“In 1943, Colonel Graf von Kirchbach took a copy of the Hossbach Protocol, but after the war, the Kirchbach document disappeared. This fact allowed critics to argue that Hossbach's notes presented at the trial were very different in content from the original”, Dmitry Astashkin explained. “The revisionists began accusing the American side of forgery”.
“The document comes to hand through the United States Department of State and it is authenticated by the seal of the Secretary of State of the United States”, said Alderman. “(...) While it is true that actual events unfolded themselves in a somewhat different manner than those outlined at this meeting, in essence, the purposes stated at the meeting were carried out. The document destroys any possible doubt concerning the Nazis' premeditation of their crimes against the world”.
In 1989, a copy made by Kirchbach in 1943 was found in previously inaccessible British archives. Its content was the same as that presented at the Nuremberg Trials.
Despite this, the perversion of the Hossbach Protocol is still being discussed. For example, Rudolf Ribbentrop, in a book about his father, published in Russian in 2015, wrote about the loss of Hossbach's original record, about the distortion of Hitler's words by Hossbach himself. In fact, he echoed the words of Goering, who stated during an interrogation on 14 March 1946:
“Hossbach was the adjutant of the Fuhrer, the chief adjutant. As such, he was present at the meeting and took notes. Five days later, as I have ascertained, he prepared this record on the basis of his notes. This is, therefore, a record which contains all the mistakes which easily occur in a record, which is not taken down on the spot by alternating stenographers, and which under certain circumstances contains the subjective opinions of the recorder or his own interpretations. It contains a number of points, which correspond exactly to what the Fuhrer had repeatedly said; but there are other points and expressions which I may say do not seem like the Fuhrer's words”.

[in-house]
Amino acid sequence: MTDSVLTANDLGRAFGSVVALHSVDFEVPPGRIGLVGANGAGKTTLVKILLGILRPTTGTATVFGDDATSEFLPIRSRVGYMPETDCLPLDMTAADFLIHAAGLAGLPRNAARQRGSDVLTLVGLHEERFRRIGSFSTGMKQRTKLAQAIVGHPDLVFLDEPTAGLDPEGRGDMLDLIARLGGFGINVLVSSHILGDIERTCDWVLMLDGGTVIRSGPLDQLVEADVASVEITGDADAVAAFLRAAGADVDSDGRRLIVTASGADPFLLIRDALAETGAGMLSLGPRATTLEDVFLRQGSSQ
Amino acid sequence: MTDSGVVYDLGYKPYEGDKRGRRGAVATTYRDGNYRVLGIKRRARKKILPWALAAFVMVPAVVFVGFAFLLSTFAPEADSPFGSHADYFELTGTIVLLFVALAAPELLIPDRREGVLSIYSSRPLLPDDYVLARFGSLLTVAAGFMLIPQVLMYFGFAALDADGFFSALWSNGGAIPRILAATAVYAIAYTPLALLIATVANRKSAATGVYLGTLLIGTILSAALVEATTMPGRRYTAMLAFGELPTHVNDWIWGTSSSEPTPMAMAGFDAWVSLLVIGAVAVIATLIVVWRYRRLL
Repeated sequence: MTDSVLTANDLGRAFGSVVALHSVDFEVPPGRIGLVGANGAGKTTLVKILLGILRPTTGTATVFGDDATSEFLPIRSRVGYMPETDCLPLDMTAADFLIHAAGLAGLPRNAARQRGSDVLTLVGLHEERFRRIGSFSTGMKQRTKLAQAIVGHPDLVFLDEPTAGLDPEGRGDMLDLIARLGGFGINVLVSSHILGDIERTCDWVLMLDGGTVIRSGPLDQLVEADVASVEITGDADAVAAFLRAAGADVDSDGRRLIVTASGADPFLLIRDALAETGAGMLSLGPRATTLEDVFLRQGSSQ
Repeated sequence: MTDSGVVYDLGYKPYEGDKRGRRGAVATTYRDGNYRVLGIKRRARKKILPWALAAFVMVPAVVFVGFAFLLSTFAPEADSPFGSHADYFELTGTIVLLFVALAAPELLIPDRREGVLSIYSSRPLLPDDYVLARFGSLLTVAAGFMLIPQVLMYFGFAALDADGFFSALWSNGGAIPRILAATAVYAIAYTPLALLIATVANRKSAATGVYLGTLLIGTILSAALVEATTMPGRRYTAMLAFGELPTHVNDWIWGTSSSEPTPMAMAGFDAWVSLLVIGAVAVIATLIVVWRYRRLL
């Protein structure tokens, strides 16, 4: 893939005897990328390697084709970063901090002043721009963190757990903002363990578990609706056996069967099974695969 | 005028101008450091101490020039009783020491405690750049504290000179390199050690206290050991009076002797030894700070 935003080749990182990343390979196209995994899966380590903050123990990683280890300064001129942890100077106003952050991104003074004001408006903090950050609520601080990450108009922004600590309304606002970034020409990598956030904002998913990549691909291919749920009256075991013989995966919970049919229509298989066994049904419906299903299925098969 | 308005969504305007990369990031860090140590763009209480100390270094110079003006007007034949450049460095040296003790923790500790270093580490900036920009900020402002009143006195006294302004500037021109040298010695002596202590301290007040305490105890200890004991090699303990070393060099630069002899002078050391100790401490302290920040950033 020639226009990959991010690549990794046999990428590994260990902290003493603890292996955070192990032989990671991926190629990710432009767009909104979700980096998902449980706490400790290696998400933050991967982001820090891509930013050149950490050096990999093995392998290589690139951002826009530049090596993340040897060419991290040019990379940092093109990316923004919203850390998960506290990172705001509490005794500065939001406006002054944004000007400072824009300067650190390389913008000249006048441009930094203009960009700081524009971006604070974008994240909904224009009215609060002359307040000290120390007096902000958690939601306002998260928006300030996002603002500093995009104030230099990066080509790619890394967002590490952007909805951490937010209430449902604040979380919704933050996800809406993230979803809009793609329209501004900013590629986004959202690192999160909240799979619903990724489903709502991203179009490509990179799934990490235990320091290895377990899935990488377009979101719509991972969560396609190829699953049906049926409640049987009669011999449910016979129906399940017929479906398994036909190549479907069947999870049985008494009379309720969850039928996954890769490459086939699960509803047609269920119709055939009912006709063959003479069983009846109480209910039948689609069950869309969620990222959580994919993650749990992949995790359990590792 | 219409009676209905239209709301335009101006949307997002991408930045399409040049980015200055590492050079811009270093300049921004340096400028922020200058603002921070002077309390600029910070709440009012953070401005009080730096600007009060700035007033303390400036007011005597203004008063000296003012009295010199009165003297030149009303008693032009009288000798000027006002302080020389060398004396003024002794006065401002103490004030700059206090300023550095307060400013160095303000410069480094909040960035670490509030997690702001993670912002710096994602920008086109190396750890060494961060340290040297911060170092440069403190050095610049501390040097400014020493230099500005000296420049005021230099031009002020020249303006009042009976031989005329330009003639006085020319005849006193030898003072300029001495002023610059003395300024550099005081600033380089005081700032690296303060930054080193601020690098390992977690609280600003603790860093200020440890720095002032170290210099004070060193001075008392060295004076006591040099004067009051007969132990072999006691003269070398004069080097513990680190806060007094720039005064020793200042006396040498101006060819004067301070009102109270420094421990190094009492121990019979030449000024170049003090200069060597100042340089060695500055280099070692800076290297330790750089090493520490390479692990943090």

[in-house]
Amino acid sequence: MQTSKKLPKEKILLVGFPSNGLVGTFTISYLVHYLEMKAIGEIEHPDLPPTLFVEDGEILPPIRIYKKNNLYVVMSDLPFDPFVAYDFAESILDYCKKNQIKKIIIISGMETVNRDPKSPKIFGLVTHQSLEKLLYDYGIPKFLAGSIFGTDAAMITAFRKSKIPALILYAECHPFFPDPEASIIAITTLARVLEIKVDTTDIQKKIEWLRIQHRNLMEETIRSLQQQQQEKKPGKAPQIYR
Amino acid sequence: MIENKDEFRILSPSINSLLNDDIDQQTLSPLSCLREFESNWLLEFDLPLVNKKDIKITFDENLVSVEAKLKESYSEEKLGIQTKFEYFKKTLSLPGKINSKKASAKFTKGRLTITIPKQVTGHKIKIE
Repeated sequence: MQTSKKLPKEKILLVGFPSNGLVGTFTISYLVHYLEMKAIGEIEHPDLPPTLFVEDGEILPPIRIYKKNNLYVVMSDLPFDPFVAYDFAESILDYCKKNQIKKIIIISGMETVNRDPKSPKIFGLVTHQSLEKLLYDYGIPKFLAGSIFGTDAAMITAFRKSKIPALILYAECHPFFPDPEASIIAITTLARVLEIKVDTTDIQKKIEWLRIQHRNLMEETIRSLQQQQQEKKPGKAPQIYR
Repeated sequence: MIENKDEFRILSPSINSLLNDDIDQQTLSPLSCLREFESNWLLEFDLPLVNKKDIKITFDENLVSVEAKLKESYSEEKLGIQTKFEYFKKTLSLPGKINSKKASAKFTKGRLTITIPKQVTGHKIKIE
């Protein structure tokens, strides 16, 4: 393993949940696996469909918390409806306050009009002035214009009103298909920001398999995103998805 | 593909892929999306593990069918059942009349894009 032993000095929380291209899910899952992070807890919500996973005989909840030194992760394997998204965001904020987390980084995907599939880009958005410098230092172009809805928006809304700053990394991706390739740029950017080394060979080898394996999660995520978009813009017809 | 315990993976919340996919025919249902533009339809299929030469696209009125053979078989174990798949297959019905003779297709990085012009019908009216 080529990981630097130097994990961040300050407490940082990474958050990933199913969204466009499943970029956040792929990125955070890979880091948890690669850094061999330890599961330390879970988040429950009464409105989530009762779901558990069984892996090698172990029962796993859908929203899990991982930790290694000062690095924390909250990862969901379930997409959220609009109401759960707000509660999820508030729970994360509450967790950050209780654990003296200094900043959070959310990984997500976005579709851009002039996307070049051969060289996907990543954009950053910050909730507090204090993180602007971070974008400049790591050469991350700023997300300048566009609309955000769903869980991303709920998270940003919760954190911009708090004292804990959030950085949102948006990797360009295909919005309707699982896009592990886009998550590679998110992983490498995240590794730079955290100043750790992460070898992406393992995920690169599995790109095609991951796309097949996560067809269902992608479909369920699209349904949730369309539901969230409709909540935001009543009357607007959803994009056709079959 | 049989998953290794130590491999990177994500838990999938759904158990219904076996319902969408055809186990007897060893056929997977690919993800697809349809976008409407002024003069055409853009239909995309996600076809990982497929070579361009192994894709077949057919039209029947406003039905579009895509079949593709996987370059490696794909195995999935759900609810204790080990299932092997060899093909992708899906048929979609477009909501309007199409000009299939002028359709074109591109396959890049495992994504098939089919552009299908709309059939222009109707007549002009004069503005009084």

Nonetheless, all of the defendants admitted the authenticity of the protocol as a whole. Hitler's plans to unleash war have been proven by many documents, but the Hossbach Protocol was one of the first, and most convincing.
‘Concentrated Political Madness’
The Hossbach Memorandum or the “Hossbach Protocol” proves that Hitler had aggressive military plans back in 1937. After reading the document, the defendants expressed amazement. Or at least they pretended to be.
Jodl: “I had no idea of it at the time”.
Seyss-Inquart: “If I had only known in 1937 that he [Hitler] had made such a statement, I certainly would have thought twice before playing along”.
Von Schirach: “This document is concentrated political madness”.
Frank: “Just wait until the German people read that and see the kind of dilettantism with which the Fuhrer sealed their fate!”
Goering: “Ach, that’s nothing! What about the grabbing of California and Texas by the Americans? That was plain warfare for territorial expansion too!”
Ribbentrop: “If only the Allies had given us half a chance on the Versailles issue, you never would have heard of Hitler”.
Fritsche: “Now I can see why there is a question of conspiracy, and I’ll have to alter my own position to the indictment”.
Frank wrote a note describing an “Apocalyptic vision” while listening to the last document. It was headed “Hitler on 22 August 1939”, and ran as follows:
“We sit opposite the court. – And silently, the train of the dead goes endlessly by. – It is unbroken. – Pale and wan, without sound, in the dim yellow-grey light of eternity, this stream of misery flows on. – All, all surge on without pause, enshrouded in dim mist, whipped by the flames of mankind’s agony – hither – thither – thither – on and on, and no end is in sight… The human beings torn from life in this war are the most gruesome booty of Death, raging in hate and destruction – youth and age, growth and existence, pride and humility… There they go – Poles, Jews, Germans, Russians, Americans, Italians – all nationalities, bleeding and wasting away. And one voice cries: ‘This war must come, for only as long as I live can it come about!’”
Source: Nuremberg Diary by Gustave Gilbert
By Daniil Sidorov